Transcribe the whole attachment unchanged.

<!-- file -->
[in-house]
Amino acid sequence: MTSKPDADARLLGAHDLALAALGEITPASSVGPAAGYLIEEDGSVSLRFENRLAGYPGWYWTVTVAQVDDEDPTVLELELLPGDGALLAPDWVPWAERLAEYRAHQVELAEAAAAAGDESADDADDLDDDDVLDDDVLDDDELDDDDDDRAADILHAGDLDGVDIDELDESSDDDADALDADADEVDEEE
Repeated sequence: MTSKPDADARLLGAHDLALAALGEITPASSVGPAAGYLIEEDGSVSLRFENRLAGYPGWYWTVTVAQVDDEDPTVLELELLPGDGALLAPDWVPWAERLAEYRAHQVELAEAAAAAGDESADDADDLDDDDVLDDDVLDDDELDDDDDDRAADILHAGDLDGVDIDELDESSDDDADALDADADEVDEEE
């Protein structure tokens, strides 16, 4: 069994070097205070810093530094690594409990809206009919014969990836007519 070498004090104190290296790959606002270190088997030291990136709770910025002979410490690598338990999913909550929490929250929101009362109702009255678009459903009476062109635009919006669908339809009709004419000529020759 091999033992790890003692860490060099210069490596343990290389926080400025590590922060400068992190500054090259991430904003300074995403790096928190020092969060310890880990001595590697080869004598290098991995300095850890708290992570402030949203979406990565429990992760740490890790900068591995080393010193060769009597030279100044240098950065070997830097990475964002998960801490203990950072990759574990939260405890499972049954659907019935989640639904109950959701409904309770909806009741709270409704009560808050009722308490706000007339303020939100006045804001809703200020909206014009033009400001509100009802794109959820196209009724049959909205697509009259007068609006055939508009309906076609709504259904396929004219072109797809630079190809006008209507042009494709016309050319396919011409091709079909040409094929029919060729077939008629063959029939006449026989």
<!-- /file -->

[in-house]
Amino acid sequence: MTSKPDADARLLGAHDLALAALGEITPASSVGPAAGYLIEEDGSVSLRFENRLAGYPGWYWTVTVAQVDDEDPTVLELELLPGDGALLAPDWVPWAERLAEYRAHQVELAEAAAAAGDESADDADDLDDDDVLDDDVLDDDELDDDDDDRAADILHAGDLDGVDIDELDESSDDDADALDADADEVDEEE
Repeated sequence: MTSKPDADARLLGAHDLALAALGEITPASSVGPAAGYLIEEDGSVSLRFENRLAGYPGWYWTVTVAQVDDEDPTVLELELLPGDGALLAPDWVPWAERLAEYRAHQVELAEAAAAAGDESADDADDLDDDDVLDDDVLDDDELDDDDDDRAADILHAGDLDGVDIDELDESSDDDADALDADADEVDEEE
């Protein structure tokens, strides 16, 4: 069994070097205070810093530094690594409990809206009919014969990836007519 070498004090104190290296790959606002270190088997030291990136709770910025002979410490690598338990999913909550929490929250929101009362109702009255678009459903009476062109635009919006669908339809009709004419000529020759 091999033992790890003692860490060099210069490596343990290389926080400025590590922060400068992190500054090259991430904003300074995403790096928190020092969060310890880990001595590697080869004598290098991995300095850890708290992570402030949203979406990565429990992760740490890790900068591995080393010193060769009597030279100044240098950065070997830097990475964002998960801490203990950072990759574990939260405890499972049954659907019935989640639904109950959701409904309770909806009741709270409704009560808050009722308490706000007339303020939100006045804001809703200020909206014009033009400001509100009802794109959820196209009724049959909205697509009259007068609006055939508009309906076609709504259904396929004219072109797809630079190809006008209507042009494709016309050319396919011409091709079909040409094929029919060729077939008629063959029939006449026989």